HAVANA TIMES, Nov. 20 – I was born and raised in the city of Havana, the country’s capital. At some moment of my childhood or adolescence, I learned that Cuba could be reduced to the province of the City of Havana, and that the rest is just countryside; that those of us born here are “Habaneros” (Havanans), while those who come from other provinces -mainly from the eastern provinces- are “Palestinians,” a word that puts into the same sack people from Holguin, Camagüey, Las Tunas, Granma, etc.
Once I asked why they were called “Palestinians,” and somebody told me that it was because they were searching for the Promised Land. I also learned that they were invading Havana with their “llega y pon” (thrown-together shanties); that when one of them settles here in Havana, all their kin soon follow.
It’s not that I recall ever having had any experience with those “Palestinians,” but there was no reason for me to be bothered if someone referred to them with that offensive term; I was among the “privileged” set of Havanans.
For several years I posed for a sculptor and also served as a model for classes that he gave to his students. In one of those classes, while they modeled my head in mud, I began to talk about those “Palestinians” – disparagingly of course. After several minutes, one of the students -unable to take any more- told me in a low voice, and in the kindest tone he could effect, “But Yusi, I’m from Holguín.”
I’m not going to say that at that moment I experienced some profound epiphany with respect to them. In addition, I was much younger than I am now; so the only thing I could feel was tremendous embarrassment. I had offended an extremely proper young man who always spoke to me and others with the upmost courtesy and respect, with no distinction whatsoever. How would I have felt if somebody had been talking about black people in such an offensive way?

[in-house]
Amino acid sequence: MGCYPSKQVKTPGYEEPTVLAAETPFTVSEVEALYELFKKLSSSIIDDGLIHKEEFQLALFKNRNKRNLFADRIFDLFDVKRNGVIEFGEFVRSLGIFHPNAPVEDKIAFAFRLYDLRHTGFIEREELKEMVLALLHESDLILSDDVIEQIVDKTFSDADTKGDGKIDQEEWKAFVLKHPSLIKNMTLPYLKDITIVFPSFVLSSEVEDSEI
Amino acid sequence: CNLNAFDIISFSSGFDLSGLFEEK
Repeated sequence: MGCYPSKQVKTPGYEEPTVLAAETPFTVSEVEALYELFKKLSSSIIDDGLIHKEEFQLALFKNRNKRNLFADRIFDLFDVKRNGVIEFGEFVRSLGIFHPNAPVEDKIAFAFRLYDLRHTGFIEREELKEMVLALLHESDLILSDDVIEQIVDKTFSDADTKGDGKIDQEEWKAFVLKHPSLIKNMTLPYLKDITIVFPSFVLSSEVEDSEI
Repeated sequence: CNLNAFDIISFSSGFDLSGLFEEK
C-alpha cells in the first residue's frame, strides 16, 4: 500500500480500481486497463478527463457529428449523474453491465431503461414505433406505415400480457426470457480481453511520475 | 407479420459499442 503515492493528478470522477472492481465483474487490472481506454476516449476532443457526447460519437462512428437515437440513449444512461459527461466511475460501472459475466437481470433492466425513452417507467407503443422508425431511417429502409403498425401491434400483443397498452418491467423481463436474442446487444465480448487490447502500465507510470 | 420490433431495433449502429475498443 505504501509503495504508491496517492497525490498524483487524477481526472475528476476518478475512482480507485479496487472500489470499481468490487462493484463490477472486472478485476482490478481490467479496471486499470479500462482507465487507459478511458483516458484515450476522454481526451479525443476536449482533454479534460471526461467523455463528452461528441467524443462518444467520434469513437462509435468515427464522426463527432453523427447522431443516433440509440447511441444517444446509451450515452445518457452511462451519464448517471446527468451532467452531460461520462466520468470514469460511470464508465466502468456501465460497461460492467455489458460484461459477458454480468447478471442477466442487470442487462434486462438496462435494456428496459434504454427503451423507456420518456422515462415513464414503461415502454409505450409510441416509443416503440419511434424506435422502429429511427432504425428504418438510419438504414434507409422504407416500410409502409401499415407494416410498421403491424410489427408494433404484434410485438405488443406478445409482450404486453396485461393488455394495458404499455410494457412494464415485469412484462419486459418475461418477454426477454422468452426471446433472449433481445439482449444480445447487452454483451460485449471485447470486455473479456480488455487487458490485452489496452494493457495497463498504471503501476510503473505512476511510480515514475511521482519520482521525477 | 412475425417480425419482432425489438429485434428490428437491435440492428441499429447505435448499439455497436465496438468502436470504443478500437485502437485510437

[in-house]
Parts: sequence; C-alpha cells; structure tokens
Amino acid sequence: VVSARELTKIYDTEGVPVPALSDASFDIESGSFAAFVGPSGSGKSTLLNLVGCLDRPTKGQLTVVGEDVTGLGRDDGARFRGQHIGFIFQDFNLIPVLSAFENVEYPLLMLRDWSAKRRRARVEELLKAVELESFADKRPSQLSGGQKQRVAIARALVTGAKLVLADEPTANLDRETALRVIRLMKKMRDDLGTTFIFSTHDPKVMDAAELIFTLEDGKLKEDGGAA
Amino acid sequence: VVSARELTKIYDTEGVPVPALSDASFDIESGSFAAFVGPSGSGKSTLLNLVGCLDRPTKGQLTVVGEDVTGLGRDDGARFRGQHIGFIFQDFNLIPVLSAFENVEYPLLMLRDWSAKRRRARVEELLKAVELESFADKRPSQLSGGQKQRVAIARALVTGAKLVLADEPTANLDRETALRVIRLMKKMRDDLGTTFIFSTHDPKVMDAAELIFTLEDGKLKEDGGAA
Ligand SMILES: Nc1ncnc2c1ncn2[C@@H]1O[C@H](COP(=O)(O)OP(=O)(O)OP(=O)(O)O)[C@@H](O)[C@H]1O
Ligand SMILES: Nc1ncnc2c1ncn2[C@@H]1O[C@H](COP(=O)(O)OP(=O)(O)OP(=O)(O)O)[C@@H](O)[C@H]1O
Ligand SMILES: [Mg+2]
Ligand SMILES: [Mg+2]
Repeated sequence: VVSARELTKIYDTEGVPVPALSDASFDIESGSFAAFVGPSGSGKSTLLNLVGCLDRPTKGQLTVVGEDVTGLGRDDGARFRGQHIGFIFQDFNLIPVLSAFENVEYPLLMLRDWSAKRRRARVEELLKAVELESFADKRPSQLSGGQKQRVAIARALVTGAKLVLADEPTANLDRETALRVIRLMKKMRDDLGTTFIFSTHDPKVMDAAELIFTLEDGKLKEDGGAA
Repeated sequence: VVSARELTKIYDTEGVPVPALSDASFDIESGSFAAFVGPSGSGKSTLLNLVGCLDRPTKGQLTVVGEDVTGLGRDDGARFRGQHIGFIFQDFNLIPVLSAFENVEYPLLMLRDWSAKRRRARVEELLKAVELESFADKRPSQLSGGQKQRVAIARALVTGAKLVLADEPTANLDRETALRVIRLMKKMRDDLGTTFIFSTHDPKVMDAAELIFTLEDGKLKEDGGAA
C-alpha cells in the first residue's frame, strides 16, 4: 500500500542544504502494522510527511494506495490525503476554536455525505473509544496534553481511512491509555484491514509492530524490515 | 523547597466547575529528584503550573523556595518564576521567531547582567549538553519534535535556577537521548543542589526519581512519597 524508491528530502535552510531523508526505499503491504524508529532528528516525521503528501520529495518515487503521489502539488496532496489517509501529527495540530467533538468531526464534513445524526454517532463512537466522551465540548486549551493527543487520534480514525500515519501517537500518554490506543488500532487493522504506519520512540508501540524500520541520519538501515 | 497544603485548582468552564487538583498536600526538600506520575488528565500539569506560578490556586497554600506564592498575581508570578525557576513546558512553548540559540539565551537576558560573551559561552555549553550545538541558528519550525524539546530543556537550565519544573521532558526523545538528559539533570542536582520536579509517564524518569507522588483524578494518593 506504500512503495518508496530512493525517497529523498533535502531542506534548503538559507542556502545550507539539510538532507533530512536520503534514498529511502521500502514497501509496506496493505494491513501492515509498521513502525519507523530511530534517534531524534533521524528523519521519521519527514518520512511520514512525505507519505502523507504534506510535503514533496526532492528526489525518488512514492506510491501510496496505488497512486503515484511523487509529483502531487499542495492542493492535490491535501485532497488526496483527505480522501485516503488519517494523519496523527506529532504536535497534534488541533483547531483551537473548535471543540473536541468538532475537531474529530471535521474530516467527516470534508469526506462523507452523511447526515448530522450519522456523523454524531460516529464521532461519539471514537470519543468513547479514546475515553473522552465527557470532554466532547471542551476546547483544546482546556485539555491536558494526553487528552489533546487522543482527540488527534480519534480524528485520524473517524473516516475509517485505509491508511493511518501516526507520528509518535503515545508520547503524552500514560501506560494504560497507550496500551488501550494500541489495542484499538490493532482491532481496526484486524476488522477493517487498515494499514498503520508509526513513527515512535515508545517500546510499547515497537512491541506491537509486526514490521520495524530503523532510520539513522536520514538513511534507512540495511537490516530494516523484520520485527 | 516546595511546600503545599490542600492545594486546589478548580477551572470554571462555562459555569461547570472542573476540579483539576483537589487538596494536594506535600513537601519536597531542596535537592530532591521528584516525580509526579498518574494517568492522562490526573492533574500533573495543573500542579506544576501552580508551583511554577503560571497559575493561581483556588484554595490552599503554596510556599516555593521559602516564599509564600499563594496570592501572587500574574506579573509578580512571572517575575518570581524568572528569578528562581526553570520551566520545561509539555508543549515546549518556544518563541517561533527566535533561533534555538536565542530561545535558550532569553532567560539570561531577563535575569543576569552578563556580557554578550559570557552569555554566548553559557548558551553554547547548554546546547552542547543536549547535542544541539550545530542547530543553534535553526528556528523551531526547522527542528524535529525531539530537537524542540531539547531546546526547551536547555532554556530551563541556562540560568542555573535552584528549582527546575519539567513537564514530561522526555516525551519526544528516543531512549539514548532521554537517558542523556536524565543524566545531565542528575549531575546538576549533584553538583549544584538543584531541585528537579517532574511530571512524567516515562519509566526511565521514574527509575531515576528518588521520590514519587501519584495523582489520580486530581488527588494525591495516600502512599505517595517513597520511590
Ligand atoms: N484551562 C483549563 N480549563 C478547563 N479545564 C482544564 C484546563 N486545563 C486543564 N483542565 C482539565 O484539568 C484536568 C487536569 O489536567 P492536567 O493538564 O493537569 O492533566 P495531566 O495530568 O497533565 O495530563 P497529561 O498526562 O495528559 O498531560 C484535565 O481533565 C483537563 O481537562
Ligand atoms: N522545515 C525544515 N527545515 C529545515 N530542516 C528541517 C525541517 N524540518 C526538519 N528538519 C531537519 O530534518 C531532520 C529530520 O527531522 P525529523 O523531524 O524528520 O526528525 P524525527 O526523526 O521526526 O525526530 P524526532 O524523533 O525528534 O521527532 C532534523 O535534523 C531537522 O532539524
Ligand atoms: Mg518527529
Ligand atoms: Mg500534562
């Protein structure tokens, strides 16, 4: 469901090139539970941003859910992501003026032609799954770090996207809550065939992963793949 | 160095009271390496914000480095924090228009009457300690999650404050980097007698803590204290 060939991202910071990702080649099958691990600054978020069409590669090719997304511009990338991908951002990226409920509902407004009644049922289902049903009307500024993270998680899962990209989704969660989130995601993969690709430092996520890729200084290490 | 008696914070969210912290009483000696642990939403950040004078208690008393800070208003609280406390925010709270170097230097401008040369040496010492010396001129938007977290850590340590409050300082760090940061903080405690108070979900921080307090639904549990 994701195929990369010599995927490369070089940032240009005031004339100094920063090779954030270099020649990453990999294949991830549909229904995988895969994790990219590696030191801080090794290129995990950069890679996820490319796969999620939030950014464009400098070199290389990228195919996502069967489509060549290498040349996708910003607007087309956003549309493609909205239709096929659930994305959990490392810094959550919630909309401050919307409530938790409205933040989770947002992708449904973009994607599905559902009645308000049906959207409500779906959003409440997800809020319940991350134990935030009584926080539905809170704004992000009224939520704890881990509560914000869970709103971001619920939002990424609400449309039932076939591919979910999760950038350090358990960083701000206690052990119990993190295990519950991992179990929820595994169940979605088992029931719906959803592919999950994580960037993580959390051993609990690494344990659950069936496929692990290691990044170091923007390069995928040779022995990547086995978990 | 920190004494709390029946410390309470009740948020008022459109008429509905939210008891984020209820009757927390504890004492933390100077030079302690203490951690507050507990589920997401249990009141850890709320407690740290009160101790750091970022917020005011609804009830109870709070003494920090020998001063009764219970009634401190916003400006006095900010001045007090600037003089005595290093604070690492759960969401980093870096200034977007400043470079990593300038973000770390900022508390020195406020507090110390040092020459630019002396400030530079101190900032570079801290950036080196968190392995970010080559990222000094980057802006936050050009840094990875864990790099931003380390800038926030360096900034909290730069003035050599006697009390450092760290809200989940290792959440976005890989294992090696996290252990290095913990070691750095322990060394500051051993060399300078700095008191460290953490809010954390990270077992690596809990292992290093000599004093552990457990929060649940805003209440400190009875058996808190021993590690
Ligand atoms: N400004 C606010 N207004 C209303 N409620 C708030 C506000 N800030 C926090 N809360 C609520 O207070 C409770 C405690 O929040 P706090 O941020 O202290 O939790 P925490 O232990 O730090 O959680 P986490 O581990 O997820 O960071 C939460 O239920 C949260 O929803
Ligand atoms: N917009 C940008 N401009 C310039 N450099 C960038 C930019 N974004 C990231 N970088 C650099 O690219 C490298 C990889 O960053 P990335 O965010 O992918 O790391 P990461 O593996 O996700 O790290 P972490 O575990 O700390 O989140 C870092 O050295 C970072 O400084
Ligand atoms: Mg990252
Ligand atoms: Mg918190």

I sometimes I think it’s inherent in human beings to take advantage of situations in which we’re in the majority; we avail ourselves of situations to discriminate against, humiliate, mistreat… other human beings.
Europeans hunted African blacks to bring them to this continent, transforming them into slaves. But in Africa there already existed forms of slavery and many of those blacks had been owners of their fellow denizens. Even after having abolished slavery, black people have had to face many forms of discrimination.
By that same token, many people, from their universally accepted and legitimated position as heterosexuals, have joined in with discrimination against those who have a different sexual orientation. Likewise, Jews suffered an attempt at their extermination in concentration camps at the hands of Nazis during the Second World War, yet the Israeli government is presently committing genocide against the Palestinians (those from Palestine).